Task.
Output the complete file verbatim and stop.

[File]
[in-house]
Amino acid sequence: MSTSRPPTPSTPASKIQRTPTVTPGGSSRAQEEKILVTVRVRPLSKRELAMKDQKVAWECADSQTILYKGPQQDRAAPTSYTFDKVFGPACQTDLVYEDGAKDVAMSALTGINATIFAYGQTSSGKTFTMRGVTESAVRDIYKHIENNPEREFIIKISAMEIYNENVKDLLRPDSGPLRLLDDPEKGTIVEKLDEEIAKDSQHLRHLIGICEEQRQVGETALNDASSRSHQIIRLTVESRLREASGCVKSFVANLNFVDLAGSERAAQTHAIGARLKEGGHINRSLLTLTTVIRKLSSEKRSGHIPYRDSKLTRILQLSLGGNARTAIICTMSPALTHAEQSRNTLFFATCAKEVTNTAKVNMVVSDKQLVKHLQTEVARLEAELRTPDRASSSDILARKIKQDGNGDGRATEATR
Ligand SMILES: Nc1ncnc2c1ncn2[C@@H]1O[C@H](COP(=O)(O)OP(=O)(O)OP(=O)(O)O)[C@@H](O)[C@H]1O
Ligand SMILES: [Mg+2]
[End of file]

[in-house]
Amino acid sequence: MSTSRPPTPSTPASKIQRTPTVTPGGSSRAQEEKILVTVRVRPLSKRELAMKDQKVAWECADSQTILYKGPQQDRAAPTSYTFDKVFGPACQTDLVYEDGAKDVAMSALTGINATIFAYGQTSSGKTFTMRGVTESAVRDIYKHIENNPEREFIIKISAMEIYNENVKDLLRPDSGPLRLLDDPEKGTIVEKLDEEIAKDSQHLRHLIGICEEQRQVGETALNDASSRSHQIIRLTVESRLREASGCVKSFVANLNFVDLAGSERAAQTHAIGARLKEGGHINRSLLTLTTVIRKLSSEKRSGHIPYRDSKLTRILQLSLGGNARTAIICTMSPALTHAEQSRNTLFFATCAKEVTNTAKVNMVVSDKQLVKHLQTEVARLEAELRTPDRASSSDILARKIKQDGNGDGRATEATR
Ligand SMILES: Nc1ncnc2c1ncn2[C@@H]1O[C@H](COP(=O)(O)OP(=O)(O)OP(=O)(O)O)[C@@H](O)[C@H]1O
Ligand SMILES: [Mg+2]